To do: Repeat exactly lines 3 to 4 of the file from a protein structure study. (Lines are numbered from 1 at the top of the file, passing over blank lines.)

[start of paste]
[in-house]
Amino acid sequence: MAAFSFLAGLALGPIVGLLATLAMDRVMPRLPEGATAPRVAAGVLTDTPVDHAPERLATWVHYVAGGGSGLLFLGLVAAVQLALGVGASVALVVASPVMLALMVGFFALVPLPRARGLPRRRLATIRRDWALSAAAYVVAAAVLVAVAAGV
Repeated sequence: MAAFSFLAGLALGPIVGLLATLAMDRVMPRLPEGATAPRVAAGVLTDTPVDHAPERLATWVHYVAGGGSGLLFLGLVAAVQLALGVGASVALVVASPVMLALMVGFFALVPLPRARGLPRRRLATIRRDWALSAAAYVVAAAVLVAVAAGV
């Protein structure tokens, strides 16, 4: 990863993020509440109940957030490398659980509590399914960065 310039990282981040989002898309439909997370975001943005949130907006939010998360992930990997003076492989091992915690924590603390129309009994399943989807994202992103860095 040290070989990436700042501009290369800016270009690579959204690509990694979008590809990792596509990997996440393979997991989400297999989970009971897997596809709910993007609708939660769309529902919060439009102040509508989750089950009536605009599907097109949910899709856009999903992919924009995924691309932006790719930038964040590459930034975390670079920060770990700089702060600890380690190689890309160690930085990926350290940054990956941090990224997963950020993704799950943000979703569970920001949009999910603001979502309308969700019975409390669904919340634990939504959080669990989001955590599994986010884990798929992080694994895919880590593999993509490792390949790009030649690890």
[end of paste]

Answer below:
Repeated sequence: MAAFSFLAGLALGPIVGLLATLAMDRVMPRLPEGATAPRVAAGVLTDTPVDHAPERLATWVHYVAGGGSGLLFLGLVAAVQLALGVGASVALVVASPVMLALMVGFFALVPLPRARGLPRRRLATIRRDWALSAAAYVVAAAVLVAVAAGV
């Protein structure tokens, strides 16, 4: 990863993020509440109940957030490398659980509590399914960065 310039990282981040989002898309439909997370975001943005949130907006939010998360992930990997003076492989091992915690924590603390129309009994399943989807994202992103860095 040290070989990436700042501009290369800016270009690579959204690509990694979008590809990792596509990997996440393979997991989400297999989970009971897997596809709910993007609708939660769309529902919060439009102040509508989750089950009536605009599907097109949910899709856009999903992919924009995924691309932006790719930038964040590459930034975390670079920060770990700089702060600890380690190689890309160690930085990926350290940054990956941090990224997963950020993704799950943000979703569970920001949009999910603001979502309308969700019975409390669904919340634990939504959080669990989001955590599994986010884990798929992080694994895919880590593999993509490792390949790009030649690890």